Swing State Pres

Saturday, December 16, 2017

BTRTN SaturData Review: Trump’s Approval Rating Tumbles Sharply to New Low

Tom with the “SaturData Review,” which updates key political indicators and highlights other pertinent info from the week.

Just when we thought Donald Trump’s approval rating was cast in stone at 40% (as we discussed last Saturday), it dropped precipitously, down this week by a full -3 points to 37%.  This is the lowest weekly approval rating score in Trump’s presidency.

(A note on methodology: BTRTN calculates our weekly approval ratings using an average of the four pollsters who conduct daily or weekly approval rating polls: Gallup, Rasmussen, Reuters/Ipsos and You Gov/Economist. This provides consistent and accurate trending information and does not muddy the waters by including infrequent pollsters.  The outcome tends to mirror the RCP average but, we believe, our method gives more precise trending.)

Trump’s decline might have been brought about by any number of factors, including “carryovers” from last week, which had featured the Flynn charges, the Jerusalem declaration and the Franken/Conyers/Franks resignations.  The latter provided strong linkage to the Alabama Senate special election this week, in which Trump pushed all his chips to the middle of the table behind the oft-accused sexual harasser/assaulter Roy Moore, and lost “bigly.” 

The total embrace of Moore certainly hurt Trump politically, proving his inability to carry a candidate to the finish line (for the second time in Alabama, as Trump had backed Luther Strange over Moore in the GOP run-off).  More importantly, though, Trump’s own disgusting history of abuse was put back on display, as three of his victims returned to the airwaves to tell their stories.  Immediately after their testimony, Senator Kirsten Gillebrand led the charge by calling, for the first time, for Trump’s resignation.  She was supported by several other Democratic Senators (although, it should be noted, by far fewer than had called for Franken’s head).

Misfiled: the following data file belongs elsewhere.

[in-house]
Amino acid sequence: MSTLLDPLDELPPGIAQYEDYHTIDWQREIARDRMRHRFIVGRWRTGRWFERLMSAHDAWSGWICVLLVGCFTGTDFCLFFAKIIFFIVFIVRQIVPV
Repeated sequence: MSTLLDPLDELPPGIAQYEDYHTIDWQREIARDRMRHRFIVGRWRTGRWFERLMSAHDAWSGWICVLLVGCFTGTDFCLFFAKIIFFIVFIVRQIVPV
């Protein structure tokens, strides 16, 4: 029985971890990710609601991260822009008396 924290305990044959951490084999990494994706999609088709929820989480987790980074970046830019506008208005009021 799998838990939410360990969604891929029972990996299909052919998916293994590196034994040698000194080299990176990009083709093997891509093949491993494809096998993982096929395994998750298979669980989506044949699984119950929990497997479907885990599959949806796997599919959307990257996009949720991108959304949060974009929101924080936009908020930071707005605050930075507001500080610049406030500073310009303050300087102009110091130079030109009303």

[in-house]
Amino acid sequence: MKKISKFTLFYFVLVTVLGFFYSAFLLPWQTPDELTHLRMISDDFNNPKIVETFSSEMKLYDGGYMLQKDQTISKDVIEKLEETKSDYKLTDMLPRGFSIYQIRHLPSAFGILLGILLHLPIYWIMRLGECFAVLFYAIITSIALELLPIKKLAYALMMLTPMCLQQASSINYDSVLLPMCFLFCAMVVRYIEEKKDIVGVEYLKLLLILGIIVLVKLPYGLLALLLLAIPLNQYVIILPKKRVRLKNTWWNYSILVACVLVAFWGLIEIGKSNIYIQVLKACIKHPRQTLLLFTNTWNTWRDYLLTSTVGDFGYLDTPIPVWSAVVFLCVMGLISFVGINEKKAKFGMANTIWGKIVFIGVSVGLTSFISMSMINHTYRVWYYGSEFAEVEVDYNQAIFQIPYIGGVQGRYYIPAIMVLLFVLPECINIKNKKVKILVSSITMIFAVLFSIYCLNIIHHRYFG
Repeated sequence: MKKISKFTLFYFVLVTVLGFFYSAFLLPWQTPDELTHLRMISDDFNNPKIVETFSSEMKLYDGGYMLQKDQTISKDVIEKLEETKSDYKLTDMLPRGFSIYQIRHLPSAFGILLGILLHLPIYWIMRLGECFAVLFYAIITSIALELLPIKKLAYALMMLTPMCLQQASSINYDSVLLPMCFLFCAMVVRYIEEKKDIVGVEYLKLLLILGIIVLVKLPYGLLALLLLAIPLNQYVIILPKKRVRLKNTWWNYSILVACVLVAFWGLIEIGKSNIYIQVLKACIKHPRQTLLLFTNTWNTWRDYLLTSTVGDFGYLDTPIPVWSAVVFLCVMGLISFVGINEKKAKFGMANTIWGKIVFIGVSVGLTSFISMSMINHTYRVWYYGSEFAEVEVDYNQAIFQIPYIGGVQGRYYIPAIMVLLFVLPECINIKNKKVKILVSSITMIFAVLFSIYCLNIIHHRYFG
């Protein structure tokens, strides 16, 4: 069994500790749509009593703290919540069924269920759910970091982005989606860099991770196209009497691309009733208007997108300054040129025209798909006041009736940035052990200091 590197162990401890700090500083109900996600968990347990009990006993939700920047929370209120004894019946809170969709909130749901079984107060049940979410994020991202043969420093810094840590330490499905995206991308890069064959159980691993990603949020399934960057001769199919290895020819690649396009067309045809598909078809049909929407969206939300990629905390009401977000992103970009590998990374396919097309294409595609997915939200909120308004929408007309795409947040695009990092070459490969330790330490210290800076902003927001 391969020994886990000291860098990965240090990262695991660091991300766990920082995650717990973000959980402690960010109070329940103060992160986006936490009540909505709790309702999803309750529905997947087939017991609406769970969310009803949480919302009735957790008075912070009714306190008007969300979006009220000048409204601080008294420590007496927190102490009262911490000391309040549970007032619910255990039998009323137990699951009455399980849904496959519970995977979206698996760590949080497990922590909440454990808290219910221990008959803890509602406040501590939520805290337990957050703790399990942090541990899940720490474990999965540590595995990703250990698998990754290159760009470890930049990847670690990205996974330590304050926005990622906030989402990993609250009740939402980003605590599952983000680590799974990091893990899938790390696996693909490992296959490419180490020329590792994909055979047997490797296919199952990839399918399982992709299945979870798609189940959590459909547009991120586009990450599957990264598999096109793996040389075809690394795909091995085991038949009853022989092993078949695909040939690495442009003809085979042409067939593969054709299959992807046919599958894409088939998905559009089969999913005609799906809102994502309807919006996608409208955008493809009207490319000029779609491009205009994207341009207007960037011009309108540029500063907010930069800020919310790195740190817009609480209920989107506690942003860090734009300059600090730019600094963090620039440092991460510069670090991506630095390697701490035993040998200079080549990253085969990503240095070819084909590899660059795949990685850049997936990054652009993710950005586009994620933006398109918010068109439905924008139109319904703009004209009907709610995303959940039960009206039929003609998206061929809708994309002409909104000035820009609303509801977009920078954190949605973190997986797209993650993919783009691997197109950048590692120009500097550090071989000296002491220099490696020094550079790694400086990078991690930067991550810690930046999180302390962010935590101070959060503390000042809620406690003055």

While the tax bill also dominated the news this week, and appears on its way to passage next week, this is an unpopular bill – according to the polls – by itself and in comparison to major recent legislation and other tax cut bills.  This may be a legislative win, but it could be an albatross when it kicks in and the “99%” realize that their modest and short-lived benefits hardly match the “biggest ever” rhetoric that Trump has used in describing them.  Plus, it will be proven once again that nothing “trickled down,” as the corporate bigwigs take their gains and pass them on, in large measure, to shareholders instead of “investing in jobs.”

The congressional midterms calculus was jolted by the Doug Jones win in Alabama, as the previously near-impossible path to Democratic Senate control has been upgraded to “possible” with one clear path to glory for the Dems – defend well, and flip the vulnerable Arizona and Nevada GOP seats.  And the generic ballot, in which the Democrats saw their “lead” increase from +6 points to +8 points – underscores that the House is surely in play, as that gap, if it remains, should translate to greater than the 24-seat flip needed by the Dems a year from now to take the majority.

SaturData Review
Jan 2017   Post-Inaug.
Wk ending   Dec 9
Wk ending   Dec 16
Chng vs. Last Week
Chng vs. Jan 2017
Trump Approval
48%
40%
37%
-3 pp
-11 pp
Trump Disapproval
44%
56%
58%
+2pp
+14 pp
Trump Net Approval
+4 pp
-16 pp
-21 pp
-5 pp
-25 pp






Generic Ballot Dem - Rep
D + 6
D + 6
D + 8
+2 pp
0 pp






Trumpometer
0%
+20%
+20%
0%
20%
Unemployment Rate
4.7
4.1
4.1
0%
13%
Consumer Confidence
114
130
130
0%
14%
Price of Gas
2.44
2.62
2.60
0%
-7%
Dow-Jones
19,732
24,329
24,652
1%
25%
Most recent GDP
2.1
3.3
3.3
0%
57%


The economic news continued to be solid, with little change in the key indicators, and the Trumpometer still at +20% versus Trump’s Inauguration Day (meaning, on average, five key economic indicators are up 20% versus their level back then, as detailed in the chart).  In the last week, the Dow reached new highs and gas prices fell again, albeit modestly.

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